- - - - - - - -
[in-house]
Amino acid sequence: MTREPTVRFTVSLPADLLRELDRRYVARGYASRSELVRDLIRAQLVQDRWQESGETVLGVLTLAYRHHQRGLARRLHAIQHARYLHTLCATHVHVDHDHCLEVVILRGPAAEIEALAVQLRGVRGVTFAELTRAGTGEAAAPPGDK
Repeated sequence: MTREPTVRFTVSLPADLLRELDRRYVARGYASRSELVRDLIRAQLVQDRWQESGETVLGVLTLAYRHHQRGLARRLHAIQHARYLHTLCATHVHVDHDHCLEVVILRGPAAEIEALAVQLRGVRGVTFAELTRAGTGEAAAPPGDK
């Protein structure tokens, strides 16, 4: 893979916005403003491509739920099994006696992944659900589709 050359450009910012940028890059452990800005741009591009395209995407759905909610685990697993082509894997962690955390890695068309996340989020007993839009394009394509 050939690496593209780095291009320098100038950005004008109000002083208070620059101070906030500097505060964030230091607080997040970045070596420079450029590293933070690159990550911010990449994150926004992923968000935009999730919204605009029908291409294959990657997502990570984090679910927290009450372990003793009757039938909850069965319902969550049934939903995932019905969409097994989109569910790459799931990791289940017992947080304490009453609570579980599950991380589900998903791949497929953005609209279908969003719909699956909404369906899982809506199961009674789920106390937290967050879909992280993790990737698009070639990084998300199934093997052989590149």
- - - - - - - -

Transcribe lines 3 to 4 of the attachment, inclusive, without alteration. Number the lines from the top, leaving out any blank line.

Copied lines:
Repeated sequence: MTREPTVRFTVSLPADLLRELDRRYVARGYASRSELVRDLIRAQLVQDRWQESGETVLGVLTLAYRHHQRGLARRLHAIQHARYLHTLCATHVHVDHDHCLEVVILRGPAAEIEALAVQLRGVRGVTFAELTRAGTGEAAAPPGDK
């Protein structure tokens, strides 16, 4: 893979916005403003491509739920099994006696992944659900589709 050359450009910012940028890059452990800005741009591009395209995407759905909610685990697993082509894997962690955390890695068309996340989020007993839009394009394509 050939690496593209780095291009320098100038950005004008109000002083208070620059101070906030500097505060964030230091607080997040970045070596420079450029590293933070690159990550911010990449994150926004992923968000935009999730919204605009029908291409294959990657997502990570984090679910927290009450372990003793009757039938909850069965319902969550049934939903995932019905969409097994989109569910790459799931990791289940017992947080304490009453609570579980599950991380589900998903791949497929953005609209279908969003719909699956909404369906899982809506199961009674789920106390937290967050879909992280993790990737698009070639990084998300199934093997052989590149």